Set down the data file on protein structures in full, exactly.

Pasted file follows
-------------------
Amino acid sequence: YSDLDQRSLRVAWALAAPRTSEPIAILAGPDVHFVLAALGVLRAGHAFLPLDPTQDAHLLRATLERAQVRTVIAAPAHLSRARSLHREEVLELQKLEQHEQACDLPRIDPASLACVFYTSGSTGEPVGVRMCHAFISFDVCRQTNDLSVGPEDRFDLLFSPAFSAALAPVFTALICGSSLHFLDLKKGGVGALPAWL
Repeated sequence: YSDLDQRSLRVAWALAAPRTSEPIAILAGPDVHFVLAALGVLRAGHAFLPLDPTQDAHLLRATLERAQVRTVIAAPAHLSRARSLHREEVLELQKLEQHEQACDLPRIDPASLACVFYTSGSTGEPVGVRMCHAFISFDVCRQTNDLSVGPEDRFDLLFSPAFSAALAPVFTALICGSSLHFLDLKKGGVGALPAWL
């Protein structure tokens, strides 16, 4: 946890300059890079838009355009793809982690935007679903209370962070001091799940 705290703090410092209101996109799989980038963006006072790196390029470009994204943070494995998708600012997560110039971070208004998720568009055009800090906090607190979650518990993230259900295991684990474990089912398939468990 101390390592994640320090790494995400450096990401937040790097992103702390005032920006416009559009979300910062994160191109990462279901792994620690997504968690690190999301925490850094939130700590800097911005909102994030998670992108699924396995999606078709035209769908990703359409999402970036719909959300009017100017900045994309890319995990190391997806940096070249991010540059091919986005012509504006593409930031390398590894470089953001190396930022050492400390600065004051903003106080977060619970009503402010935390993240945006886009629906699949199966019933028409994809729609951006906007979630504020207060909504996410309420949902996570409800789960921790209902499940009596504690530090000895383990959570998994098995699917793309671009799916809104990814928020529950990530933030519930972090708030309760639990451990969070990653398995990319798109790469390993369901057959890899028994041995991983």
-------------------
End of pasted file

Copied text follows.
Amino acid sequence: YSDLDQRSLRVAWALAAPRTSEPIAILAGPDVHFVLAALGVLRAGHAFLPLDPTQDAHLLRATLERAQVRTVIAAPAHLSRARSLHREEVLELQKLEQHEQACDLPRIDPASLACVFYTSGSTGEPVGVRMCHAFISFDVCRQTNDLSVGPEDRFDLLFSPAFSAALAPVFTALICGSSLHFLDLKKGGVGALPAWL
Repeated sequence: YSDLDQRSLRVAWALAAPRTSEPIAILAGPDVHFVLAALGVLRAGHAFLPLDPTQDAHLLRATLERAQVRTVIAAPAHLSRARSLHREEVLELQKLEQHEQACDLPRIDPASLACVFYTSGSTGEPVGVRMCHAFISFDVCRQTNDLSVGPEDRFDLLFSPAFSAALAPVFTALICGSSLHFLDLKKGGVGALPAWL
């Protein structure tokens, strides 16, 4: 946890300059890079838009355009793809982690935007679903209370962070001091799940 705290703090410092209101996109799989980038963006006072790196390029470009994204943070494995998708600012997560110039971070208004998720568009055009800090906090607190979650518990993230259900295991684990474990089912398939468990 101390390592994640320090790494995400450096990401937040790097992103702390005032920006416009559009979300910062994160191109990462279901792994620690997504968690690190999301925490850094939130700590800097911005909102994030998670992108699924396995999606078709035209769908990703359409999402970036719909959300009017100017900045994309890319995990190391997806940096070249991010540059091919986005012509504006593409930031390398590894470089953001190396930022050492400390600065004051903003106080977060619970009503402010935390993240945006886009629906699949199966019933028409994809729609951006906007979630504020207060909504996410309420949902996570409800789960921790209902499940009596504690530090000895383990959570998994098995699917793309671009799916809104990814928020529950990530933030519930972090708030309760639990451990969070990653398995990319798109790469390993369901057959890899028994041995991983």